1 Johnny O’Brien’s twin brother, Eddie, who had been Pittsburgh’s primary shortstop in 1953, was drafted at the same time. The Sporting News, January 13, 1954: 17.
2 The 1953 Pirates finished 55 games behind pennant-winning Brooklyn and 15 games behind the seventh-place Chicago Cubs.
3 See: Jack Hernon, “Only Two Bucs Jobs Filled,” The Sporting News, March 3, 1954: 16.
4 The Pirates had acquired George Freese, who had one at-bat of major-league experience with the Detroit Tigers, in a multiplayer June 1953 trade with the Chicago Cubs which sent Ralph Kiner to Chicago. Freese was assigned to Pittsburgh’s Double-A farm club in New Orleans out of 1954 spring training and didn’t play for the Pirates at the major-league level until 1955.
6 Tom Singer, “Curt Roberts Broke Pittsburgh Pirates’ Color Line Admirably,” MLB.com, February 2, 2012, Black History Month feature, accessed September 13, 2017.
7 Ibid. Curt Roberts is generally recognized as breaking the color line for the Pittsburgh franchise. It should be noted, however, that in 1953, Carlos Bernier, a Puerto Rican, was arguably the team’s first black player. Bernier had 366 plate appearances in 105 games as a Pittsburgh outfielder in 1953, his only year in the majors. But Bernier “was competitive and aggressive on the ballfield, and some have speculated that this led to his having a long minor league career with only the one opportunity at the major-league level.” “Carlos Bernier,” Baseball-Reference.com Bullpen, accessed September 13, 2017. Presumably Bernier was not the player Branch Rickey, who added Roberts to the Pittsburgh roster after the 1953 season, wanted as a standard-bearer. See also: SABR member Joe Guzzardi’s “Carlos Bernier, More Than a Footnote: Major League Baseball Doesn’t Agree, but Carlos Bernier Was the Pirates’ First Black Player, Argues Baseball Historian,” Pittsburgh Post-Gazette, April 14, 2013: F-1, and Charles F. Faber, “Carlos Bernier,” Puerto Rico and Baseball: 60 Biographies (Phoenix: Society for American Baseball Research, 2017), 46-51, where Faber states on page 48: “Pittsburgh promoted Bernier to the majors in 1953. He became the first black player to join the Pirates,” and recognizes Curt Roberts only parenthetically.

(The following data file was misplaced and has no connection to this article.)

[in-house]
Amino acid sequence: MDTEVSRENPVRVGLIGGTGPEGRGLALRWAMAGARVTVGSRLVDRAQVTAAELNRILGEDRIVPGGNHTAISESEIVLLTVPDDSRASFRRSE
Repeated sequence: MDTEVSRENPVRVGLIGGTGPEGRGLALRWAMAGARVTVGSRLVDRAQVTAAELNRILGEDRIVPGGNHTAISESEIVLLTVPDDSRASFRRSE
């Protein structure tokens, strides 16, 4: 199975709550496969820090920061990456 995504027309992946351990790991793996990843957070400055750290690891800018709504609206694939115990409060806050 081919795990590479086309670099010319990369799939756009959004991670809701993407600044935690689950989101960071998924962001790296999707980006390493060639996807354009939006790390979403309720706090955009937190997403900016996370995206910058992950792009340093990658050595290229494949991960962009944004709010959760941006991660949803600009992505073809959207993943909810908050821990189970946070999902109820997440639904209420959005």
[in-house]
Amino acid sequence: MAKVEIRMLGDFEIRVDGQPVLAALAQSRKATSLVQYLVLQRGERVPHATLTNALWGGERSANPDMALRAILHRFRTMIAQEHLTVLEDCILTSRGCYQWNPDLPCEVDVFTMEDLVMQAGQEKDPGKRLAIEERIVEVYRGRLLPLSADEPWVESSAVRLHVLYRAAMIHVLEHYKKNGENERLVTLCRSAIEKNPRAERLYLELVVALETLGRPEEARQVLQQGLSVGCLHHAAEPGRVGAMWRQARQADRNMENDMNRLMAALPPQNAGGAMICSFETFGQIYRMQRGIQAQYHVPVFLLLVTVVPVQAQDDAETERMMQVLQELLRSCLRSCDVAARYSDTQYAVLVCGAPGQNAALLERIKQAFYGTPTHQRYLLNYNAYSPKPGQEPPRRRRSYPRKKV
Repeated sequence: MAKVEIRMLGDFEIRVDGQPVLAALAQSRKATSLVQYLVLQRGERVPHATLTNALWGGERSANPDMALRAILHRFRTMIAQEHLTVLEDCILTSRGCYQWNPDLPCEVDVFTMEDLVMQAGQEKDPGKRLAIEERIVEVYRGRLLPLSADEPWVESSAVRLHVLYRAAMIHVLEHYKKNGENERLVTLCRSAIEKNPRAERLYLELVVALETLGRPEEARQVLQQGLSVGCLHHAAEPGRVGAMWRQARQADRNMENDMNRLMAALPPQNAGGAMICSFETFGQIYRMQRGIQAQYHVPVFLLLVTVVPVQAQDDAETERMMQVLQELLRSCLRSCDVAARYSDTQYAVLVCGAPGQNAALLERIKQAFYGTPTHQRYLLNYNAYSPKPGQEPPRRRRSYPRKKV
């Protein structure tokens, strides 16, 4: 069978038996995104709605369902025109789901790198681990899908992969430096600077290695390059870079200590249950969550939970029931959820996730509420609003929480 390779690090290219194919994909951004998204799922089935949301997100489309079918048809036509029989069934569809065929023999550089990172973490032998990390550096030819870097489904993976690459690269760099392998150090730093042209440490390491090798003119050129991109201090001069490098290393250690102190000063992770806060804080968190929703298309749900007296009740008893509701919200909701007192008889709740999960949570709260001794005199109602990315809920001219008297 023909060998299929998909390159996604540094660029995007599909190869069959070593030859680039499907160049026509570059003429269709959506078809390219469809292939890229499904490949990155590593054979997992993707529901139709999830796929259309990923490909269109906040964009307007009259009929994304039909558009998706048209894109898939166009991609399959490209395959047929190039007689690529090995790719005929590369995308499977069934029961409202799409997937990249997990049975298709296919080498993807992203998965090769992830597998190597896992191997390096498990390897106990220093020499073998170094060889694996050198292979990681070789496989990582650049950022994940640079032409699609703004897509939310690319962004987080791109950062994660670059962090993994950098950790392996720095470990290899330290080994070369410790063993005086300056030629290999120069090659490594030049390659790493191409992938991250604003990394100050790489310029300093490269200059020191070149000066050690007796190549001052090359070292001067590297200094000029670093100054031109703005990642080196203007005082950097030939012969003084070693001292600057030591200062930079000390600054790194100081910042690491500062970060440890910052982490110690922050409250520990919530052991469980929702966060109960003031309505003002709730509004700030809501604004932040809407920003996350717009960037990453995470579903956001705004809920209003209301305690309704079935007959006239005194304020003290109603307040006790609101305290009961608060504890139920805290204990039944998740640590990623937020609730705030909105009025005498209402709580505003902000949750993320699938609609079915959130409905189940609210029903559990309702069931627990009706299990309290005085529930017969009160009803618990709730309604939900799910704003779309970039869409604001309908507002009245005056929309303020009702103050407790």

8 Ed Bouchette, “‘Little Man’ Took Big Step,” Pittsburgh Post-Gazette, May 15, 1997: 10.
9 This attendance figure is reported in the Retrosheet.org box score. The box score for this game in the Pittsburgh Post-Gazette (May 17, 1954: 22) reports attendance of 13,369.
10 See also: Note 4 relative to the trade; Both Kiner and Garagiola, former Pirates, “received a nice welcome by the fans,” according to Pirates beat writer Jack Hernon. Jack Hernon, “Bunts and Base Hits,” Pittsburgh Post-Gazette, May 17, 1954: 22.
11 After this game Minner was hitting a heady.313 for the 1954 season. He cooled off to.171 by the end of the year, but hit.219 over his 10-year career, with 6 home runs and 43 runs batted in.
12 Pittsburgh Post-Gazette, May 17, 1954: 22.
13 Over his major-league career, which began in 1946 and ended with this 1954 season, Garagiola had twice before collected four hits in a game. This was his only five-hit game.
14 The A’s assigned Roberts to Triple-A Columbus in the International League. Before the 1957 season they transferred his contract to the New York Yankees as a “player to be named later.” He stayed at the Triple-A level with the Yankees and Dodgers organizations through 1962, then retired at age 33 after spending the 1963 season with the White Sox’ Lynchburg club in the South Atlantic League (then Double-A).
15 Singer, mlb.com, February 2, 2012.